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Iowa Historical Records Advisory Board Strategic Plan

The Iowa Historical Records Advisory Board (IHRAB) plans and coordinates activities to promote sound records programs in public and private repositories statewide. It encourages cooperative planning efforts and approves grants to local agencies and organizations.

IHRAB has identified nine key issues, presented below, that face a wide variety of organizations throughout Iowa as they manage current records and archival collections: local historical societies, museums, and libraries, as well as state and local government agencies. IHRAB hopes to encourage dialogue about common solutions to common problems by emphasizing collaboration and cooperation.

This Strategic Plan was originally adopted by IHRAB in July 1996. Under each issue below is a description of the "Action Steps" that were part of the original plan along with notes on what has been accomplished for each step as of July 1998.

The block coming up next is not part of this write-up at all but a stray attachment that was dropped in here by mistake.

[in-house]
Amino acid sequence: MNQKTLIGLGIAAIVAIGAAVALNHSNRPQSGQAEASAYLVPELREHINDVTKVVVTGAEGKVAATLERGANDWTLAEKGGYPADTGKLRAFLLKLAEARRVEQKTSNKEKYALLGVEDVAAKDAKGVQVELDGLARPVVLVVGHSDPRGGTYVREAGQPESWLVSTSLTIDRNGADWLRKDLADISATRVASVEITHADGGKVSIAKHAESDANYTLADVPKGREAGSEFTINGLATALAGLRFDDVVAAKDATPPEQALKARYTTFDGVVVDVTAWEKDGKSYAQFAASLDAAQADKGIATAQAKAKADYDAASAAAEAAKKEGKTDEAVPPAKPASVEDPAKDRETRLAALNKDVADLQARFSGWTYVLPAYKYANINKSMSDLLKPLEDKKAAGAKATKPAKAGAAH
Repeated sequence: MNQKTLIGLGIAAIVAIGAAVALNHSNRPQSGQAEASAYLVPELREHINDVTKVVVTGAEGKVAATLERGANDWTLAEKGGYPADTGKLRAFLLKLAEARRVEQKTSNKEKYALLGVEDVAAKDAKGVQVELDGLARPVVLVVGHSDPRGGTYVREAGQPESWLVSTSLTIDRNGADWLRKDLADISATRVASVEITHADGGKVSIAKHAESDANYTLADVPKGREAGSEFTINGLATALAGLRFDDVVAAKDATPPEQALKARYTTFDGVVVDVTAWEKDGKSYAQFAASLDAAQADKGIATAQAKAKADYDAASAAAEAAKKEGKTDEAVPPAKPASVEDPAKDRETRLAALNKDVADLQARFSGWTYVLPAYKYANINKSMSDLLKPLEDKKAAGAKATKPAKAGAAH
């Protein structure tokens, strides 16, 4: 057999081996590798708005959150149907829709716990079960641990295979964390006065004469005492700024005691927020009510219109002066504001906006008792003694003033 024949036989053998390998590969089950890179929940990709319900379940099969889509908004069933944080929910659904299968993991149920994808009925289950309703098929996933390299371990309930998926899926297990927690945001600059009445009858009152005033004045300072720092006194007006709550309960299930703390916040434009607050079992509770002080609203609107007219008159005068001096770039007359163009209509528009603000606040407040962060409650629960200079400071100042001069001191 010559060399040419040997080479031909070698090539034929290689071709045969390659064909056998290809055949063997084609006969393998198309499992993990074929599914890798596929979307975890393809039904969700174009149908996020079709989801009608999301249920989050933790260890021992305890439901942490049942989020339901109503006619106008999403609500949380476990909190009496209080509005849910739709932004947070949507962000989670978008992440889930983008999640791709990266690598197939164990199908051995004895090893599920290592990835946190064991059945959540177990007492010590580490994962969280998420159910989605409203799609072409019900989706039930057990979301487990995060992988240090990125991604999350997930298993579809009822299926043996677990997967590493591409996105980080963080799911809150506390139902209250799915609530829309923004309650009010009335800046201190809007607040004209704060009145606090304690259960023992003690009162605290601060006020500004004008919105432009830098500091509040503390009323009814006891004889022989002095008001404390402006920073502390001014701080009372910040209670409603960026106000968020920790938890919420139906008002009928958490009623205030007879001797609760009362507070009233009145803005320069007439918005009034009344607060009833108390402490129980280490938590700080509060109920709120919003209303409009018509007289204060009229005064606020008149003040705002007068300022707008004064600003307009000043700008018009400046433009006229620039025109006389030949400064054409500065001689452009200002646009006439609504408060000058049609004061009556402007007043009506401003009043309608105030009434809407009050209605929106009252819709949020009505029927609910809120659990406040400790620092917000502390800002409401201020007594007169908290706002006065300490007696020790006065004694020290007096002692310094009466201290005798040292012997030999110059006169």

For additional information about IHRAB or its programs, contact Jeffrey Dawson, Archives Supervisor, State Historical Society of Iowa, 600 East Locust, Des Moines, IA 50319. Telephone: 515-281-7801.

Record Keeping Issues Facing Historical Societies, Museums, Public Libraries, and Other Cultural Agencies

Issue: New media, as well as traditional paper formats, present special challenges for long-term access to and preservation of historical records.